WASHINGTON — Attorney General Eric Holder launched a wide-ranging review Tuesday of his lawyers' compliance with evidence-sharing rules in response to a federal judge's scathing criticism of prosecutors' conduct in the corruption trial of former Alaska Sen. Ted Stevens.
Holder's orders, which included new training for prosecutors, represent yet another humbling blow to a department that prides itself on upholding the highest legal standards, yet has found itself on the defensive lately in high-profile cases.
Earlier this month, a federal judge set aside a jury's guilty verdict and the indictment against Stevens, then announced that he was naming a special prosecutor to investigate whether government attorneys had broken the law by failing to ensure that the Republican lawmaker got a fair trial.
U.S. District Judge Emmet Sullivan said he'd seen "troubling evidence" that prosecutors had failed to turn over to defense attorneys what's known as exculpatory evidence — information that might help criminal defendants with their cases.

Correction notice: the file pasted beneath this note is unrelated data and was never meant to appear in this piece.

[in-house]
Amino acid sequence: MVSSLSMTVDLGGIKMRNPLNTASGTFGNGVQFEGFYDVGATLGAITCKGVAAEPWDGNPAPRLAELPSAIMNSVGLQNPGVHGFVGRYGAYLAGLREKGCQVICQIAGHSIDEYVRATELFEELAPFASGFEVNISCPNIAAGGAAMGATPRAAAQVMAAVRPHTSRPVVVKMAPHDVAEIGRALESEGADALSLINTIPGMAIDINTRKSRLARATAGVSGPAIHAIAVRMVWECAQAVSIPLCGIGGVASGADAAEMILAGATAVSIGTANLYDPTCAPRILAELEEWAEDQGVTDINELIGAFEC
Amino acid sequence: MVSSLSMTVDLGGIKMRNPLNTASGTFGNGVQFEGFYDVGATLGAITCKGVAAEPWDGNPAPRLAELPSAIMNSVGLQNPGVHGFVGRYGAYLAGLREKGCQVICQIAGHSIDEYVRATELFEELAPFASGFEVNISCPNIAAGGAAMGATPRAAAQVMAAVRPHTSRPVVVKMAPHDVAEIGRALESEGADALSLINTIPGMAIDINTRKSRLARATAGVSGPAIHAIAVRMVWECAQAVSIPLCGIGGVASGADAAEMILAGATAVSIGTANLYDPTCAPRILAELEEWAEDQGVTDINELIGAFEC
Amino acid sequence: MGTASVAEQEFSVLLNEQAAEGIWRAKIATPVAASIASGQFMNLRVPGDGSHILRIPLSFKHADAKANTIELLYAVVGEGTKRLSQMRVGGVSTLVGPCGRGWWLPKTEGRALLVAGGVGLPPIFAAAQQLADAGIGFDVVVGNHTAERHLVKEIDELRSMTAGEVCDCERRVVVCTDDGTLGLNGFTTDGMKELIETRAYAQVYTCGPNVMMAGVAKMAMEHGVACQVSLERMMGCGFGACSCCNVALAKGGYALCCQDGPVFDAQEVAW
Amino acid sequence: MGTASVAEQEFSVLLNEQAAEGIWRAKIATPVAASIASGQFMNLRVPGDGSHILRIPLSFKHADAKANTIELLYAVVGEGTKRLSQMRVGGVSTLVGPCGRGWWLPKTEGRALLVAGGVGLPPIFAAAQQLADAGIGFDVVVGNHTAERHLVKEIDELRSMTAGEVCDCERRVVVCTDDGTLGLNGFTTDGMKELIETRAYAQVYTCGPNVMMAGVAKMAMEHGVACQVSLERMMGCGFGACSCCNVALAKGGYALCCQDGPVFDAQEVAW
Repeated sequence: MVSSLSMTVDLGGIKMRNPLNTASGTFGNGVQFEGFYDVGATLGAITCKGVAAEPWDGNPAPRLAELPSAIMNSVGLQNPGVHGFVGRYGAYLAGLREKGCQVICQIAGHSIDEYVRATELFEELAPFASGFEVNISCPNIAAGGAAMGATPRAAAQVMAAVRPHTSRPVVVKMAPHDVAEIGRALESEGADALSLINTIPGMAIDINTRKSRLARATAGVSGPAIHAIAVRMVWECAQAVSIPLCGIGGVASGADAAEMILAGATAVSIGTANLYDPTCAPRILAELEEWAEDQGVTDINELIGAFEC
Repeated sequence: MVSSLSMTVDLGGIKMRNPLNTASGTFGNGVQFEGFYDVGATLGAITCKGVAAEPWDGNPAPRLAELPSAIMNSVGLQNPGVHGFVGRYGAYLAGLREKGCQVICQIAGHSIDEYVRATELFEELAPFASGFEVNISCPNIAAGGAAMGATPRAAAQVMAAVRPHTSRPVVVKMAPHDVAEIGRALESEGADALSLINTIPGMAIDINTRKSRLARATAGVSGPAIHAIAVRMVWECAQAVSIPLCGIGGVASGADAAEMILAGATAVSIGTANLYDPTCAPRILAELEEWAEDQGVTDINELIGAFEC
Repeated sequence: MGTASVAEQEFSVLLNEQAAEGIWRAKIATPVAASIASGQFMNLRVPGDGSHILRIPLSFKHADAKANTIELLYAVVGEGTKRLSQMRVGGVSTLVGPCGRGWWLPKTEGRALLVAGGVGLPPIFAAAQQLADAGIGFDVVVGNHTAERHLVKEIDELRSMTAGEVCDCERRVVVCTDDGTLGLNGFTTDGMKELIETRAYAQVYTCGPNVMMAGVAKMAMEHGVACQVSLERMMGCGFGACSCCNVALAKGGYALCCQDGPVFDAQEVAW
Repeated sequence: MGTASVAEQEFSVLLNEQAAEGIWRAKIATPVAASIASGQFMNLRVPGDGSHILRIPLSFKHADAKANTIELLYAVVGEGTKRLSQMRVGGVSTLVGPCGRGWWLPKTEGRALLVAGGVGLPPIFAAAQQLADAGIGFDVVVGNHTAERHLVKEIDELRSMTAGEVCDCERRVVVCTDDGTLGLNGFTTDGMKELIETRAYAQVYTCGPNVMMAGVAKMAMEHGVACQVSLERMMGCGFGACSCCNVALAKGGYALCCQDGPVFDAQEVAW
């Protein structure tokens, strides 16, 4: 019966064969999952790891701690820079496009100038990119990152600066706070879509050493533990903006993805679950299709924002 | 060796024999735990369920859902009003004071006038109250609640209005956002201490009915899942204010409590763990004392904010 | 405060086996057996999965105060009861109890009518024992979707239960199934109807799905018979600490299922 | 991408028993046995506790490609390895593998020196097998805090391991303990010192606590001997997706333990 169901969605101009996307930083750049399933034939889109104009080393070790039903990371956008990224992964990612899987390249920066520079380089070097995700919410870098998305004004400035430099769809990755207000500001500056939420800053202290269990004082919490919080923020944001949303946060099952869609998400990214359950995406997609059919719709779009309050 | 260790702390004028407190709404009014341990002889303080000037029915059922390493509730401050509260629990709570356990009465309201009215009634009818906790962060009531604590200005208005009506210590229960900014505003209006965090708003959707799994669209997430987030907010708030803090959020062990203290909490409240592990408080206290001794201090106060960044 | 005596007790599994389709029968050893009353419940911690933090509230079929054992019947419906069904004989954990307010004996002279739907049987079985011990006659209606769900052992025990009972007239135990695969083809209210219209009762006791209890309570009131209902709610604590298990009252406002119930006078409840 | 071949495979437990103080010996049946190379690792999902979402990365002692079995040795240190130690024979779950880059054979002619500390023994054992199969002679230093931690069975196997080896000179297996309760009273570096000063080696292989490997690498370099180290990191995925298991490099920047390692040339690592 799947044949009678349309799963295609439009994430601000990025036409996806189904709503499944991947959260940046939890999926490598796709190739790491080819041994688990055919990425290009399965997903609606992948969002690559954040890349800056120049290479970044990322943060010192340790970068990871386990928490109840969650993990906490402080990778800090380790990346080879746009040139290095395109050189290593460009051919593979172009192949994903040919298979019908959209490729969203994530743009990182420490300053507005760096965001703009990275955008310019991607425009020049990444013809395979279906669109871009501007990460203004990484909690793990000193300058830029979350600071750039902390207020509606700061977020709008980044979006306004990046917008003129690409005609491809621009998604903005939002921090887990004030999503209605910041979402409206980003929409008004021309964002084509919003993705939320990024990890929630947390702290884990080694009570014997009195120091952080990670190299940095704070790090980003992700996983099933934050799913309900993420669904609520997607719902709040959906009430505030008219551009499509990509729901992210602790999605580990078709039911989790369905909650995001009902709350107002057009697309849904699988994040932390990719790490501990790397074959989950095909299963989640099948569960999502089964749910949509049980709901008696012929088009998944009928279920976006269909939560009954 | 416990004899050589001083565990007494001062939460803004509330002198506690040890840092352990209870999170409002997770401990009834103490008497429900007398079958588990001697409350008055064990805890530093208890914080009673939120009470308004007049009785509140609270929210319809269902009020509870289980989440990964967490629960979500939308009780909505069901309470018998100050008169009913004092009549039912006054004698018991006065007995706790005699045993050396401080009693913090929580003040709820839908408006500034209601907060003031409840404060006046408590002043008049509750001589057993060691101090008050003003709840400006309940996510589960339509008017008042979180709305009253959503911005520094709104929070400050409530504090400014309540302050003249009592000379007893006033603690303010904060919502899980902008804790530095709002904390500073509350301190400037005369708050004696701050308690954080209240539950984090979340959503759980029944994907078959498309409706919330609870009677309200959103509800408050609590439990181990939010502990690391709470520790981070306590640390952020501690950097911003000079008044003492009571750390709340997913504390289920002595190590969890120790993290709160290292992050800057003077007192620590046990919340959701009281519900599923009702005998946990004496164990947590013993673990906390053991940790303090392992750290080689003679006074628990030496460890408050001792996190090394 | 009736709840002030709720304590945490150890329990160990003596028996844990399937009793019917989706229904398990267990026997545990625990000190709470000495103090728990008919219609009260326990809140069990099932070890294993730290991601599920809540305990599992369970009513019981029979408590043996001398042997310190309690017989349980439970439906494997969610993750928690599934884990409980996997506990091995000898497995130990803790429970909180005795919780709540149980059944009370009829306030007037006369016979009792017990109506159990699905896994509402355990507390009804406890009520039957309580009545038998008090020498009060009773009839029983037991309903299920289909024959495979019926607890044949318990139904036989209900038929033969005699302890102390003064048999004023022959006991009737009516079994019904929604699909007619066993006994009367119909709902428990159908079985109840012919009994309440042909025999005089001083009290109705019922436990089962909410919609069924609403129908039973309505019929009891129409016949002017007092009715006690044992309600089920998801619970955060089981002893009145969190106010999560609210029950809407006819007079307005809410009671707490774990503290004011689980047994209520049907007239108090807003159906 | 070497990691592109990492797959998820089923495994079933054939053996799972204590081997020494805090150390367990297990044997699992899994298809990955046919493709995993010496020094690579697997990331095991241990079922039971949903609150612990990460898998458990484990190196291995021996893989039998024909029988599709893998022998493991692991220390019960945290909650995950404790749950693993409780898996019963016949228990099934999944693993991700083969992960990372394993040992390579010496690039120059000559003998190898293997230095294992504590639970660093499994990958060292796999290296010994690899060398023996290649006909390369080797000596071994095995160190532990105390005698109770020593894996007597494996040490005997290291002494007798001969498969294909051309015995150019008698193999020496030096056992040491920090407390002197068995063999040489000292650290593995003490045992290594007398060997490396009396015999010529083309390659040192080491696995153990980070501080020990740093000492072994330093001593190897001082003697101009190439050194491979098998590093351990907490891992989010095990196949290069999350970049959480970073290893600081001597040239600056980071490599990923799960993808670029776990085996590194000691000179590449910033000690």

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At the time, Sullivan suggested that he'd like to see Holder retrain his prosecutors on their obligations to turn over favorable evidence under the 1963 Supreme Court case, Brady v. Maryland.
Separately, Sullivan rebuked the government for not turning over medical records to lawyers for Guantanamo detainees and ordered Justice Department lawyers to explain why he shouldn't cite them for contempt.
"How can this court have any confidence whatsoever in the United States government to comply with its obligations and to be truthful to the court?" he asked during a hearing in detainee case.
Holder, who inherited the problems with the Stevens' case from the Bush administration, said he wanted to make sure prosecutors get enough training to understand their obligations.
"The actions we are taking are part of an ongoing process to ensure justice is served in every case the department brings," he said. "We will continue to review how cases are managed before, during and after charges are filed and, where there is room for improvement, we will make additional changes."
Holder appointed a group of senior prosecutors and department officials to review evidence-sharing practices in criminal cases and determine whether even more training was needed.
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